Dairy UK says Groceries Code Adjudicator should extend to foodservice, small retailers and wholesalers

By Jim Cornall

- Last updated on GMT

Dairy UK's chief executive, Dr Judith Bryans, says extending the remit of the GCA will benefit the dairy sector. Pic: ©iStock/bugphai
Dairy UK's chief executive, Dr Judith Bryans, says extending the remit of the GCA will benefit the dairy sector. Pic: ©iStock/bugphai

Related tags Supermarket

The performance of the Groceries Code Adjudicator (GCA) in the UK will be examined in a statutory review launched by Business Minister Margot James.

The GCA is the UK’s first independent adjudicator to oversee the relationship between supermarkets and their suppliers. It ensures that large supermarkets treat their direct suppliers lawfully and fairly, investigates complaints and arbitrates in disputes.

The Groceries Code covers the 10 largest UK supermarkets.

A recent YouGov survey showed an 8% fall in code-related issues reported by supermarket suppliers from 2015, and a 17% decrease compared to 2014.

Alongside the statutory review, government will also launch a call for evidence​ to explore the case for extending the remit of the GCA to include indirect suppliers to supermarkets.

Dairy UK response

In response to the consultation, Dr Judith Bryans, chief executive of Dairy UK said that with limited resources, the GCA, Christine Tacon, has shown herself to be effective in improving commercial relationships between suppliers and retailers.

“The clearest and most immediate benefit to the dairy sector will come from extending the remit of the adjudicator to large food service companies and to smaller retailers and wholesalers,”​ Bryans said.

“These outlets constitute an important and growing part of the market for dairy. They need to be brought under the scope of the Grocery Supply Code of Practice.”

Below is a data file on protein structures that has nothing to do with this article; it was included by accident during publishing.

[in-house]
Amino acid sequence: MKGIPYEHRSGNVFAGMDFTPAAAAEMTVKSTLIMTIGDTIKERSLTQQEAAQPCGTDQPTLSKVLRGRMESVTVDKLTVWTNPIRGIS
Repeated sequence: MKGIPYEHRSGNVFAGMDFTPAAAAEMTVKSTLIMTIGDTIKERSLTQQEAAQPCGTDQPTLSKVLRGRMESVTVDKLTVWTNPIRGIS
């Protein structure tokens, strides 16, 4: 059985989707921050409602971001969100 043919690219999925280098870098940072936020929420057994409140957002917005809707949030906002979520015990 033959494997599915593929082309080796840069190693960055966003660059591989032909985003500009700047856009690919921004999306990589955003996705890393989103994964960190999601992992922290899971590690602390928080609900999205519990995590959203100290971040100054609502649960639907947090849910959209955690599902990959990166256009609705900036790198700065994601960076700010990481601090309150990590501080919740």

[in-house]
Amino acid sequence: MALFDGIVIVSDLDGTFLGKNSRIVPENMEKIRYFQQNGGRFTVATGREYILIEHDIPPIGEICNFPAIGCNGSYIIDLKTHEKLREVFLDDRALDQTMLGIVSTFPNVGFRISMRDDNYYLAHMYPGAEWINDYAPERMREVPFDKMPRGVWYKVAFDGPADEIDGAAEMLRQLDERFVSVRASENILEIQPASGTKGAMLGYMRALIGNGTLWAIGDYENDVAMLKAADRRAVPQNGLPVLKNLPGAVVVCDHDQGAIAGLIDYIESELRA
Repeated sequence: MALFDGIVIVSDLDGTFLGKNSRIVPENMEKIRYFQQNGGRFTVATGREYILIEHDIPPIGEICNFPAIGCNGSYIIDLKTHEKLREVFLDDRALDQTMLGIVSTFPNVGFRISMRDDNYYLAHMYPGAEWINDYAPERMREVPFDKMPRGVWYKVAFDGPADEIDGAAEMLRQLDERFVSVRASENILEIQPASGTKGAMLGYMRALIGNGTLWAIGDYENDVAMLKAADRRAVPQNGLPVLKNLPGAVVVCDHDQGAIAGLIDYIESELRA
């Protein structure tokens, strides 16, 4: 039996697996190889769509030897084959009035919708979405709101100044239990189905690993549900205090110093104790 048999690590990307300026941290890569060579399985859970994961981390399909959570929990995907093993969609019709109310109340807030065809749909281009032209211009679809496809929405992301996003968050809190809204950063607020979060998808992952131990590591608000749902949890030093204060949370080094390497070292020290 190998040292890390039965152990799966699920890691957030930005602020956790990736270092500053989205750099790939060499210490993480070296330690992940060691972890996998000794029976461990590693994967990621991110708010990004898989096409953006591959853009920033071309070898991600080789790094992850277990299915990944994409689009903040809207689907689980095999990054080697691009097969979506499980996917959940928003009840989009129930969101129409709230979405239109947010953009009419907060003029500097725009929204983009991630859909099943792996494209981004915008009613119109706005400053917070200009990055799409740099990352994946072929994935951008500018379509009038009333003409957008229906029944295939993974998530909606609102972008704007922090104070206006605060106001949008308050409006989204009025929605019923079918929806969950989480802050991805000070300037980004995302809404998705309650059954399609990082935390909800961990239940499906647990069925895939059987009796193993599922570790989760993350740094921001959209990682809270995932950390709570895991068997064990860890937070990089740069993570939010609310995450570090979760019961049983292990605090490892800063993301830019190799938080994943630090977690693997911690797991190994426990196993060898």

Brexit means challenges

Responding to suggestions that the adjudicator should oversee the dairy industry voluntary Code of Practice, Bryans added, “Brexit means the dairy industry will operate in a new and challenging environment.

“If we are to successfully face these new challenges, contractual relations between farmers and purchasers will need to engender trust and collaboration whilst giving the industry the flexibility to respond to a dynamic and volatile market place.

“Without this flexibility, the industry will not be able to attract the investment necessary to fulfil its potential.”

Dairy to retain control

Bryans added that the Code was developed under different circumstances and needs to be adapted to the changing market situation, and that this is a debate that should be kept within the control of the dairy sector.

“Regulating agricultural supply contracts would effectively require the adjudicator to oversee the commercial relationships between tens of thousands of businesses,”​ Bryans said.

“This would significantly increase bureaucracy and abandon the idea of a market driven sector.

“If our industry is to prosper, we must work together to take on the challenges and opportunities of a global market place and develop our own solutions. Regulation of contracts would detract from this necessity.”

Related news